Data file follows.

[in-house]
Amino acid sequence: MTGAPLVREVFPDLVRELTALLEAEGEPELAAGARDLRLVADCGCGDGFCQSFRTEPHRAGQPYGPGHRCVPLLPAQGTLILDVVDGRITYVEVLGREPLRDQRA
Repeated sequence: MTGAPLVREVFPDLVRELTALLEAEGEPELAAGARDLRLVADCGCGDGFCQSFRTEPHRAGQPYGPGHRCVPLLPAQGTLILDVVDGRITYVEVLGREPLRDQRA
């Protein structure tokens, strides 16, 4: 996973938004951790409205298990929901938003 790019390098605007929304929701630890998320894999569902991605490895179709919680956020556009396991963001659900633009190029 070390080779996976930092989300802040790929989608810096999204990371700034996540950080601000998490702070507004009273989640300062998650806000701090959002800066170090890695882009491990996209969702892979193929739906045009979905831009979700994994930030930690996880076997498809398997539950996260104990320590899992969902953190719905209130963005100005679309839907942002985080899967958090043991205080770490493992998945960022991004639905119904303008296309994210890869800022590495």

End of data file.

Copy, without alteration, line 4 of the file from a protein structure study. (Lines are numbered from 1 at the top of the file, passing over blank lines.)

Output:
């Protein structure tokens, strides 16, 4: 996973938004951790409205298990929901938003 790019390098605007929304929701630890998320894999569902991605490895179709919680956020556009396991963001659900633009190029 070390080779996976930092989300802040790929989608810096999204990371700034996540950080601000998490702070507004009273989640300062998650806000701090959002800066170090890695882009491990996209969702892979193929739906045009979905831009979700994994930030930690996880076997498809398997539950996260104990320590899992969902953190719905209130963005100005679309839907942002985080899967958090043991205080770490493992998945960022991004639905119904303008296309994210890869800022590495």